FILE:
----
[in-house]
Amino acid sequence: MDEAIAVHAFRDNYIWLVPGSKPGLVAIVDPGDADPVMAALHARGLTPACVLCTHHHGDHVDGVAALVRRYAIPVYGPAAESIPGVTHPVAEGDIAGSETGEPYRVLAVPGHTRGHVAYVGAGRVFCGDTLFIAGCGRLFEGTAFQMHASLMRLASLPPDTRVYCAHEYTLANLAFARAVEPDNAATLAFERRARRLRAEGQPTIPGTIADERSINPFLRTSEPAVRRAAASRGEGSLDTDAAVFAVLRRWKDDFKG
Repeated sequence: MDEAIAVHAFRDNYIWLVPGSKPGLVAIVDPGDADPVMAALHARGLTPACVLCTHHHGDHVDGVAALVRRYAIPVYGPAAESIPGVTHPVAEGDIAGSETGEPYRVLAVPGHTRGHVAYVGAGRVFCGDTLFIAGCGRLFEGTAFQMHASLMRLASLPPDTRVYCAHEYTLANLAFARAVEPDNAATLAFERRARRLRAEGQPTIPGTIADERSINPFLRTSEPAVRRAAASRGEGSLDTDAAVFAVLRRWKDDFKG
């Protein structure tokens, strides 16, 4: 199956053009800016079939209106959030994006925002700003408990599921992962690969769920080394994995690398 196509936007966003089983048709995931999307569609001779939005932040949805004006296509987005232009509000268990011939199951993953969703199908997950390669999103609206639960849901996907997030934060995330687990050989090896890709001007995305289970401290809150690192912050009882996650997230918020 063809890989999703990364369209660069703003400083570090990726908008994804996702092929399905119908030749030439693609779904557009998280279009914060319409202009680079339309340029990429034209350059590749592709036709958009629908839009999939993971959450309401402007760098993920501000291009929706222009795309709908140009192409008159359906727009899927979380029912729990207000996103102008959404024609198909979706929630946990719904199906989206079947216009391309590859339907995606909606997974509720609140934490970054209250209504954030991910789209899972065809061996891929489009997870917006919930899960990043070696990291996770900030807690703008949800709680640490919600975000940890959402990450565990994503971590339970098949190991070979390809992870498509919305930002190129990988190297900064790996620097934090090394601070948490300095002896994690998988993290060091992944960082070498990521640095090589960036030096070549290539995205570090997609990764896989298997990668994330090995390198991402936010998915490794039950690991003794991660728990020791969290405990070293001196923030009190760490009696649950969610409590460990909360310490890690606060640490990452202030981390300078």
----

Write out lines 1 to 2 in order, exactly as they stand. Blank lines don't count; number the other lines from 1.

[in-house]
Amino acid sequence: MDEAIAVHAFRDNYIWLVPGSKPGLVAIVDPGDADPVMAALHARGLTPACVLCTHHHGDHVDGVAALVRRYAIPVYGPAAESIPGVTHPVAEGDIAGSETGEPYRVLAVPGHTRGHVAYVGAGRVFCGDTLFIAGCGRLFEGTAFQMHASLMRLASLPPDTRVYCAHEYTLANLAFARAVEPDNAATLAFERRARRLRAEGQPTIPGTIADERSINPFLRTSEPAVRRAAASRGEGSLDTDAAVFAVLRRWKDDFKG